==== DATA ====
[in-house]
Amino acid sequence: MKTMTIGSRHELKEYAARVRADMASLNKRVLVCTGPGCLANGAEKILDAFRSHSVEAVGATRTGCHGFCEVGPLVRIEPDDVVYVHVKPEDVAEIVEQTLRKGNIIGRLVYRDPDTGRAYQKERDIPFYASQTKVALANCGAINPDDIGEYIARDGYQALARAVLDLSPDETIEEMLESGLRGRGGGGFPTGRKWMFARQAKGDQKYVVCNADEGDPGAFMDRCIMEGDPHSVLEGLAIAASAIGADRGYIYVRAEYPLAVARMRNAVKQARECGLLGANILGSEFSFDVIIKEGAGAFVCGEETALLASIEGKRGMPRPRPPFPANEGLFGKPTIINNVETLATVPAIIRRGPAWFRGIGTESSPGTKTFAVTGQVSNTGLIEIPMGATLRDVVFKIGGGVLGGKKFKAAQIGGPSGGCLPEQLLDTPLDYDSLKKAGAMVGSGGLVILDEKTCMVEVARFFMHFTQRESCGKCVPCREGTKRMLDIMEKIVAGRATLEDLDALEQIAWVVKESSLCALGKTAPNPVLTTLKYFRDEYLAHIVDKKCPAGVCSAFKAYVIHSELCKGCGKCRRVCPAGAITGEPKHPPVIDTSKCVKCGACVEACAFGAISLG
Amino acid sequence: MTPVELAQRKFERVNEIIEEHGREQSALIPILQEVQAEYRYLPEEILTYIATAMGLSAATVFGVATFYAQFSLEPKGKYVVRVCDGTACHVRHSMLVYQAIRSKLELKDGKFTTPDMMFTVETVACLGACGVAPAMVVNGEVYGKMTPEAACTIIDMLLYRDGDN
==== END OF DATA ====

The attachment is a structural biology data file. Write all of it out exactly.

[in-house]
Amino acid sequence: MKTMTIGSRHELKEYAARVRADMASLNKRVLVCTGPGCLANGAEKILDAFRSHSVEAVGATRTGCHGFCEVGPLVRIEPDDVVYVHVKPEDVAEIVEQTLRKGNIIGRLVYRDPDTGRAYQKERDIPFYASQTKVALANCGAINPDDIGEYIARDGYQALARAVLDLSPDETIEEMLESGLRGRGGGGFPTGRKWMFARQAKGDQKYVVCNADEGDPGAFMDRCIMEGDPHSVLEGLAIAASAIGADRGYIYVRAEYPLAVARMRNAVKQARECGLLGANILGSEFSFDVIIKEGAGAFVCGEETALLASIEGKRGMPRPRPPFPANEGLFGKPTIINNVETLATVPAIIRRGPAWFRGIGTESSPGTKTFAVTGQVSNTGLIEIPMGATLRDVVFKIGGGVLGGKKFKAAQIGGPSGGCLPEQLLDTPLDYDSLKKAGAMVGSGGLVILDEKTCMVEVARFFMHFTQRESCGKCVPCREGTKRMLDIMEKIVAGRATLEDLDALEQIAWVVKESSLCALGKTAPNPVLTTLKYFRDEYLAHIVDKKCPAGVCSAFKAYVIHSELCKGCGKCRRVCPAGAITGEPKHPPVIDTSKCVKCGACVEACAFGAISLG
Amino acid sequence: MTPVELAQRKFERVNEIIEEHGREQSALIPILQEVQAEYRYLPEEILTYIATAMGLSAATVFGVATFYAQFSLEPKGKYVVRVCDGTACHVRHSMLVYQAIRSKLELKDGKFTTPDMMFTVETVACLGACGVAPAMVVNGEVYGKMTPEAACTIIDMLLYRDGDN